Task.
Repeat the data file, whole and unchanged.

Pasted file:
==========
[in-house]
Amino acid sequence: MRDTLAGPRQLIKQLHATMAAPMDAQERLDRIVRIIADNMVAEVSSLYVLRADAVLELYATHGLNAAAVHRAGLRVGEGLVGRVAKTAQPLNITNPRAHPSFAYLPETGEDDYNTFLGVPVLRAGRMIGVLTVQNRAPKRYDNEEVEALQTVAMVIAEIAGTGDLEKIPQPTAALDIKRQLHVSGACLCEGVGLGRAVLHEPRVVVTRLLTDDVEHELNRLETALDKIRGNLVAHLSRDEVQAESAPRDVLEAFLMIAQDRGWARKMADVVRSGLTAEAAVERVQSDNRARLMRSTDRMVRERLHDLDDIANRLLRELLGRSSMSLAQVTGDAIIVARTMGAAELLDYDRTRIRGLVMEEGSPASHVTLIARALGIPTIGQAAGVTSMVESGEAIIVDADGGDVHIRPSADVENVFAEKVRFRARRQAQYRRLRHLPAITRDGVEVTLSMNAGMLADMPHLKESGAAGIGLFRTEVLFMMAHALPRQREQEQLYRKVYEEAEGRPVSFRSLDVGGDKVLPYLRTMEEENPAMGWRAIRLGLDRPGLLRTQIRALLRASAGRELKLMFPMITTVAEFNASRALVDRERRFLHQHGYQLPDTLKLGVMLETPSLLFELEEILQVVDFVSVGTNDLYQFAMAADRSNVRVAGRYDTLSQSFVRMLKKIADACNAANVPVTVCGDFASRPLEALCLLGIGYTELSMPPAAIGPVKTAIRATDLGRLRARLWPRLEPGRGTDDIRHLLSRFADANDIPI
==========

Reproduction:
[in-house]
Amino acid sequence: MRDTLAGPRQLIKQLHATMAAPMDAQERLDRIVRIIADNMVAEVSSLYVLRADAVLELYATHGLNAAAVHRAGLRVGEGLVGRVAKTAQPLNITNPRAHPSFAYLPETGEDDYNTFLGVPVLRAGRMIGVLTVQNRAPKRYDNEEVEALQTVAMVIAEIAGTGDLEKIPQPTAALDIKRQLHVSGACLCEGVGLGRAVLHEPRVVVTRLLTDDVEHELNRLETALDKIRGNLVAHLSRDEVQAESAPRDVLEAFLMIAQDRGWARKMADVVRSGLTAEAAVERVQSDNRARLMRSTDRMVRERLHDLDDIANRLLRELLGRSSMSLAQVTGDAIIVARTMGAAELLDYDRTRIRGLVMEEGSPASHVTLIARALGIPTIGQAAGVTSMVESGEAIIVDADGGDVHIRPSADVENVFAEKVRFRARRQAQYRRLRHLPAITRDGVEVTLSMNAGMLADMPHLKESGAAGIGLFRTEVLFMMAHALPRQREQEQLYRKVYEEAEGRPVSFRSLDVGGDKVLPYLRTMEEENPAMGWRAIRLGLDRPGLLRTQIRALLRASAGRELKLMFPMITTVAEFNASRALVDRERRFLHQHGYQLPDTLKLGVMLETPSLLFELEEILQVVDFVSVGTNDLYQFAMAADRSNVRVAGRYDTLSQSFVRMLKKIADACNAANVPVTVCGDFASRPLEALCLLGIGYTELSMPPAAIGPVKTAIRATDLGRLRARLWPRLEPGRGTDDIRHLLSRFADANDIPI